What are mnemonics for learning German grammar?
Roughly speaking, mnemonics are mental memory aids, so they are kinds of memory hooks (in German: Eselsbrücken, literally translated as “donkey bridges”). This is why you see a donkey on this website. He will symbolize this concept.
Here is an example of an “Eselsbrücke”: A lot of people who want to memorize the order of the planets of our solar system, simply learn the following sentence by heart: My Very Educated MotherJust Showed Us Nine Planets. The order of the planets is the following: Mercury, Venus, Earth, Mars, Jupiter, Saturn, Uranus, Neptune, Pluto.
In the next chapter I’ll explain how and why it works.
Why do mnemonics actually work (when learning German)?
The reason you’re able to remember EVERYTHING better with the use of mnemonics is because of a very simple principle:
Instead of pigheadedly repeating abstract information (in this case: the order of the planets) so many times that you finally know it by heart, we build a meaningful and understandable sentence with the initials of the individual elements. Once you’ve heard or read this sentence, you won’t easily forget it. With a simple trick, we learned very quickly the order of the planets of our solar system.
To most people it looks like magic, because with mnemonics it’s possible to memorize virtually EVERYTHING very easily. The explanation is very simple though. Meaningless information is quickly forgotten, because it’s not possible to integrate it in our memory. On the other hand, it is possible to link meaningful information with other information in our memory and therefore we are able to remember it a lot better. This phenomenon is also called “UNDERSTANDING”.
Below once more the most important principle of mnemonics:
By using simple tricks, meaningless subject content becomes meaningful and thus understandable, so that it stays in our memory with a lot less effort.
Now, you’ll probably wonder:
The answers to these questions are given here, if you read a bit further.
Where do mnemonics come from?
Plato (428 – 348 BC., the most famous student of Socrates, who gave rise to systematic western philosophy) designated the memory as the mother of the Muses in his dialogue “Theaetetus” and her name was “Mnemosyne”. In English this simply means “memory” or “commemoration”. In the 19th century, the word “mnemonics” was formed from the connection of the name “Mnemosyne” and “technique”. But let’s return to the 5th century BC once more:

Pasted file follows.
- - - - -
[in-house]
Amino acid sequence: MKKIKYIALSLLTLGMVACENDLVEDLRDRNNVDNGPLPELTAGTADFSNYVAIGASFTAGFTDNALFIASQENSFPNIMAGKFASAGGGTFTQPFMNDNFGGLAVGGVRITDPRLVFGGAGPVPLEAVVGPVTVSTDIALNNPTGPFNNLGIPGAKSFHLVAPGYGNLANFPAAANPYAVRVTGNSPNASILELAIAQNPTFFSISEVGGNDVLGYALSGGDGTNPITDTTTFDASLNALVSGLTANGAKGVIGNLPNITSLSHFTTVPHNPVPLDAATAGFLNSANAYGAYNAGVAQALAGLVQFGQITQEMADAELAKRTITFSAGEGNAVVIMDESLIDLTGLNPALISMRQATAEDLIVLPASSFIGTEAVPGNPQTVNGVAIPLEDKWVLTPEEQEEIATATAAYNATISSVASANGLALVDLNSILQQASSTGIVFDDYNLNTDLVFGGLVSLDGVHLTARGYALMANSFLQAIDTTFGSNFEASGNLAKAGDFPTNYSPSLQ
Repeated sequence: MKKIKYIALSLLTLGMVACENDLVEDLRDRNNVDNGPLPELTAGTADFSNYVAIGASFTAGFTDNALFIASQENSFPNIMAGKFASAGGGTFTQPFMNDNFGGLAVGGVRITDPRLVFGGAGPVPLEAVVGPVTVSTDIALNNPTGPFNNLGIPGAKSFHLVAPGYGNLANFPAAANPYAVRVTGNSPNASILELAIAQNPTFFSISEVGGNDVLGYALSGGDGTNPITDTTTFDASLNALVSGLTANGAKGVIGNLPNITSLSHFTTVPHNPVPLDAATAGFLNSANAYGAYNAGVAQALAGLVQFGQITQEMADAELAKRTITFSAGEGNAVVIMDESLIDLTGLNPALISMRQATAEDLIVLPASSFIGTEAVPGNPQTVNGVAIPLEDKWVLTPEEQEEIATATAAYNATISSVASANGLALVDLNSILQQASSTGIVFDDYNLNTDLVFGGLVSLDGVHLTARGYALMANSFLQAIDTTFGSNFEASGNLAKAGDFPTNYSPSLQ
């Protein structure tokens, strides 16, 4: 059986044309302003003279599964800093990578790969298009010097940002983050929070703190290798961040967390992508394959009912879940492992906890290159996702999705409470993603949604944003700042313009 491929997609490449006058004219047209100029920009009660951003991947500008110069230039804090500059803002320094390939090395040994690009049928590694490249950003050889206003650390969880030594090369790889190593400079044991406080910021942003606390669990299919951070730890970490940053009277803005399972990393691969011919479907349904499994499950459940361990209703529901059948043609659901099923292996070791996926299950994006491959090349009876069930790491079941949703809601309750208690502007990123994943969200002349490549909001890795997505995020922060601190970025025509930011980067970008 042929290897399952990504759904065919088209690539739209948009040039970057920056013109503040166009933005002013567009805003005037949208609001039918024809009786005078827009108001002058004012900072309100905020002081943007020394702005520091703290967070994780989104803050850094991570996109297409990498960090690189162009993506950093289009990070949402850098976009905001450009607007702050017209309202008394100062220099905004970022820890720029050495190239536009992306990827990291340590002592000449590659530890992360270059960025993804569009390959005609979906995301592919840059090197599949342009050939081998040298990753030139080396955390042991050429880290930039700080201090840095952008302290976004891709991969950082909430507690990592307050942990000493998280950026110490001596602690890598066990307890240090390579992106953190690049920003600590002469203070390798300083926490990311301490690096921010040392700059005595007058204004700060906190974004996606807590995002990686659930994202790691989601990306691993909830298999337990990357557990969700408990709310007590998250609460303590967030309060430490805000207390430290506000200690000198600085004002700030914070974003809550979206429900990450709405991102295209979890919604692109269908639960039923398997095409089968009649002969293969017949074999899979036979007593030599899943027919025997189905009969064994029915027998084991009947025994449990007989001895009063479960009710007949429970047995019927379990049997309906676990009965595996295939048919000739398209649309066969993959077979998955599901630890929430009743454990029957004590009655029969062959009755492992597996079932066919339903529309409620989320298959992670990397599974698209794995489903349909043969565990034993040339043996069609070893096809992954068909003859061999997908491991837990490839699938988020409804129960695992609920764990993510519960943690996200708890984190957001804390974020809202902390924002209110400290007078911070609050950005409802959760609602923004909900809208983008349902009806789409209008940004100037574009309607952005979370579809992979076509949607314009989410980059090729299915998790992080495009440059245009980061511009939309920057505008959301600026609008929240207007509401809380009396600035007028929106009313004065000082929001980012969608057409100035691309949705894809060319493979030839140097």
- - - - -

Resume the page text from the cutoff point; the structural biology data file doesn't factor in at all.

According to a written record of Cicero, back then, a certain poet called Simonides (556-468) was invited by a friend to a banquet. During this banquet, a terrible accident happened: the whole banquet hall collapsed, and Simonides was the only survivor, because he wasn’t in the hall at that moment.
According to the written records of Cicero, Simonides was able to identify the unrecognizably bloodied, injured bodies because he could remember the seating arrangements. This experience led to his discovery of the principle of a mnemotechnique, by which mental images are created from memory contents and located at certain spots in your imagination. This resulted in the so-called loci-method. (loci = locations).
Since ancient times, new mental techniques have been developed continuously, in order to facilitate the systematic memorizing of information and to increase memory performance many times over.
This general memory art was brought to such a perfection, that there are now real “memory masters”. International championships take place on a regular basis, where the masters prove their incredible skills.
These days, when you enter “mnemonics” in Google, you’ll encounter many websites on this topic. There is a huge demand for memory trainers, who charge a lot of money for hosting seminars for managers. Most of the time it concerns the learning by heart of names, historical data, phone numbers etc.
It certainly has little to do with the learning of a foreign language. Such general implementations of mnemonics aren’t very helpful when you want to learn German. So, let’s focus on the concrete question in which way mnemonics can be useful for learning a foreign language.
A humongous success in the learning of foreign languages!
In 1651, for the first time ever, a certain Johannes Buno authored a Latin grammar, which was provided with mnemonic memory aids throughout. He developed additional new techniques for this purpose and his Latin courses were an incredible success. In the context of my research, I’ve seen the original book in the Prussian State Library in Berlin and it is really incredible. Everywhere you find mnemonic images and other techniques, which often “burn” the grammar rules into your memory at a glance.
Buno said himself that his students studied the Latin grammar with heart and soul and furthermore learned 2000 words in two months! But is such a thing actually realistic? Well, scientists have been researching this since 1975. Just keep reading, if you want to learn more about this …
The results of language acquisition research are unambiguous